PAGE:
MESSINA , seaport in Sicily. Around the year 1171, Benjamin of *Tudela found 200 (families of?) Jews in Messina. Between 1279 and 1282 the community received the famous kabbalist Abraham *Abulafia, who gave instruction there to two disciples, Abraham and Nathan. In 1347 some Jews of Messina were accused of the ritual murder (see Blood *Libel) of a Christian boy and consequently sentenced to death, an event which was commemorated by a marble inscription in the cathedral. At that time, the Jews lived in a separate quarter called the Paraporto or Giudecca. Although the various communities in Sicily were under the jurisdiction of the *dienchelele, at one stage the Jews of Messina were exempt from it. Their community was administered by councillors (proti), who, with the assent of the elders, had the authority to excommunicate offenders against Jewish law. When he was dienchelele, Moses *Bonavoglia (Ḥefeẓ) of Messina intervened with Alfonso v in 1428 on behalf of the Sicilian Jews and succeeded in having the order concerning conversionist sermons revoked: in 1440 he constructed an assembly hall for the synagogue. In 1487–88 Obadiah of *Bertinoro was in Messina for some months. He gives a vivacious account of the conditions of the community in a letter to his father in Città di Castello. A manuscript of *Naḥmanides' commentary on the Pentateuch, revised and corrected by the scholars of Messina, formed the basis of the 1490 Naples edition. There were 180 Jewish families in the city in 1453. When the Jews were expelled from Sicily in 1492, some 2,400 of them left Messina. In 1728, permission was given for the return of Jews to Messina and the reestablishment of a synagogue, but the experiment was unsuccessful.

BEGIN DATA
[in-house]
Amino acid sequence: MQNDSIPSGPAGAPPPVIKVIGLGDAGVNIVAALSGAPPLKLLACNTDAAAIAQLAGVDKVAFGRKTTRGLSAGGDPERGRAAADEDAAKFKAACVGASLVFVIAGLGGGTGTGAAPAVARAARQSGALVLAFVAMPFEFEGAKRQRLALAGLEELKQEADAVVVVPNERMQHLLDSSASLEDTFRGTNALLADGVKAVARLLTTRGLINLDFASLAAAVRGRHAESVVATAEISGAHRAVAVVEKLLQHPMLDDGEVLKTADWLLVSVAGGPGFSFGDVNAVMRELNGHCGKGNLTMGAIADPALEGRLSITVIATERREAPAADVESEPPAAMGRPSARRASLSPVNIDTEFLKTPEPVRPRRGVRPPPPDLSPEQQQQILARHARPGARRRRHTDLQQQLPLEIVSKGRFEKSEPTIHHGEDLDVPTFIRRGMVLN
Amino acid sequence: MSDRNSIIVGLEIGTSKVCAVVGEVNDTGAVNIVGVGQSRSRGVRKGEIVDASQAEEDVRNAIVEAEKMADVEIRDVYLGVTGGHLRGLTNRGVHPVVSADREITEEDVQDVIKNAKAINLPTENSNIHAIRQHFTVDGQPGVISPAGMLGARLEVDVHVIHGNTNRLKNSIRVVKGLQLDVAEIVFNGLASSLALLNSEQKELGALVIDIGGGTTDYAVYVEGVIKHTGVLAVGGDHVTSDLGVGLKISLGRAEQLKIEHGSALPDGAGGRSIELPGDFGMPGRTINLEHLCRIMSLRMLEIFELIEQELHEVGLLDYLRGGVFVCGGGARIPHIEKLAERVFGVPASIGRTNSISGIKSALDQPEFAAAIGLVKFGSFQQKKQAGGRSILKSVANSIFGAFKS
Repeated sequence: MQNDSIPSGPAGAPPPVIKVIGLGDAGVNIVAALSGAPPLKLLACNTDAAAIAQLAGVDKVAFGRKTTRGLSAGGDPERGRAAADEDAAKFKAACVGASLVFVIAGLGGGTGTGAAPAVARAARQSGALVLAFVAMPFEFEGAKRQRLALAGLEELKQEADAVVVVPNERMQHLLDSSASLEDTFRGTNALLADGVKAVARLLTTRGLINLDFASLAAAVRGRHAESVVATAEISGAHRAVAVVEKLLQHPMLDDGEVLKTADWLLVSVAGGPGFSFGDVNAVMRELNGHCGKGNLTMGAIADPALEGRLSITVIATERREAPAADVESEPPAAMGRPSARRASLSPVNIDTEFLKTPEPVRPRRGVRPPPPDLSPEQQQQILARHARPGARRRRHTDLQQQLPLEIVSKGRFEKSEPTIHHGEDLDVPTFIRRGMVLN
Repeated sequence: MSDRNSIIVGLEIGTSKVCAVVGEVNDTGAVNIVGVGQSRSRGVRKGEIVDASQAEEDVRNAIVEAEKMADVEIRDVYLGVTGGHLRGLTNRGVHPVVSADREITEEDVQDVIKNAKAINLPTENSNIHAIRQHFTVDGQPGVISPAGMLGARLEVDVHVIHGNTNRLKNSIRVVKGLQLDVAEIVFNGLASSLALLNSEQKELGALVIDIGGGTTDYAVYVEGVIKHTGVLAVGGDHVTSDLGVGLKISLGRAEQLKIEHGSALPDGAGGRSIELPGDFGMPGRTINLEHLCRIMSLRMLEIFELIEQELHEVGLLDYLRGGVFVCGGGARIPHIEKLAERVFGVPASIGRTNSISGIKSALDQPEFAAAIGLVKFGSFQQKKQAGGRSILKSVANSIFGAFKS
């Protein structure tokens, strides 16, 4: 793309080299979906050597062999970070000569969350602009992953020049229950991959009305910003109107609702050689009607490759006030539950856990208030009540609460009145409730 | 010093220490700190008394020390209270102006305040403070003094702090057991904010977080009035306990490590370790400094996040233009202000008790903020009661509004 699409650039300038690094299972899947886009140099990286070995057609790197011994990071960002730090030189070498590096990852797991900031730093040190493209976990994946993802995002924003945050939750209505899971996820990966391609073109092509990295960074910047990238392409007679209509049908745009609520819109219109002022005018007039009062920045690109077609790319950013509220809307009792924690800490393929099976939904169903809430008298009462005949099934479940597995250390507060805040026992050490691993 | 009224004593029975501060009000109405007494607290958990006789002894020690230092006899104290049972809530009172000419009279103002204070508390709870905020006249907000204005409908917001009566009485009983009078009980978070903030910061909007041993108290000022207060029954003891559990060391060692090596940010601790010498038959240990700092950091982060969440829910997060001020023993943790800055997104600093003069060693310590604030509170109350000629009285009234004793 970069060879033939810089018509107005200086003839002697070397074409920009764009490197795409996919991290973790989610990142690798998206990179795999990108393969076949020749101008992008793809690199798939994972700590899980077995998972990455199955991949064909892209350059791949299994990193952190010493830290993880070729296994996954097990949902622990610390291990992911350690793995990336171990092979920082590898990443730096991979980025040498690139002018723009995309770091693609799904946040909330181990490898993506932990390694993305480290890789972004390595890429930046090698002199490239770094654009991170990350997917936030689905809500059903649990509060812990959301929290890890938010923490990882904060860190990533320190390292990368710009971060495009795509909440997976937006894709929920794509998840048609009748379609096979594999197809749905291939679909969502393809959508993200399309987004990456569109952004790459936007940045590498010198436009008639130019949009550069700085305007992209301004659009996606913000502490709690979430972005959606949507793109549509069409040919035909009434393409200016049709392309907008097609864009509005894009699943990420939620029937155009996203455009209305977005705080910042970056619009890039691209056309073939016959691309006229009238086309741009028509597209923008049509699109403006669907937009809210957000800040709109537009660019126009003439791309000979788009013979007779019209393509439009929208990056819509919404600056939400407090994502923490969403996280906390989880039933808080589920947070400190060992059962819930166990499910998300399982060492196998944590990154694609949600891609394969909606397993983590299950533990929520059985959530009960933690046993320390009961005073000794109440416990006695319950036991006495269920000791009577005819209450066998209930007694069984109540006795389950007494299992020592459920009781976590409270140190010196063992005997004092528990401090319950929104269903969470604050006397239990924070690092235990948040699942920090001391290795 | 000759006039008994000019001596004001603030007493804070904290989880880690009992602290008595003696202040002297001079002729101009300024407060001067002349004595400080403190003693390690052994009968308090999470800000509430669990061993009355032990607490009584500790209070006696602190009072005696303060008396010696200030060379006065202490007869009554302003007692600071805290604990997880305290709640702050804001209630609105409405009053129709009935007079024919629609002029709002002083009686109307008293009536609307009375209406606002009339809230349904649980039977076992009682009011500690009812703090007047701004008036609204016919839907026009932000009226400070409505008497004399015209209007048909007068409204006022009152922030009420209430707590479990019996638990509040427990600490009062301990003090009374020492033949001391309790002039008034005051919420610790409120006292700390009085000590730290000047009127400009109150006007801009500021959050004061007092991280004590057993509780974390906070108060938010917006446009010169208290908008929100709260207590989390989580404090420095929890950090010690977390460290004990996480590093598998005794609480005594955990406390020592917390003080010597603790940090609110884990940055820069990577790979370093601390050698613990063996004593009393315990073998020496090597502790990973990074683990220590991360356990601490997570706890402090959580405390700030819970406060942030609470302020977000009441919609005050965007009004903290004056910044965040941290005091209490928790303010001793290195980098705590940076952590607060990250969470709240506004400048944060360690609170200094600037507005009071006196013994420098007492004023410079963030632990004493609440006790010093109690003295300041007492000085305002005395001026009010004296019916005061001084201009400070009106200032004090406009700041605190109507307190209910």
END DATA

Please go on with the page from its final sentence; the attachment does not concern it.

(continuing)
Elbogen, in: ri, 1 (1904), 108–11; G. De Giovanni, L'ebraismo della Sicilia… (Palermo, 1748), index; B. and G. Lagumina, Codice diplomatico dei giudei di Sicilia, 3 vols. (1884–1909), passim; E.N. Adler, Jewish Travellers (1930), 214; Roth, Italy, index; idem, Gleanings (1967), 291–7; Milano, Bibliotheca, index; Milano, Italia, index.
[Sergio Joseph Sierra]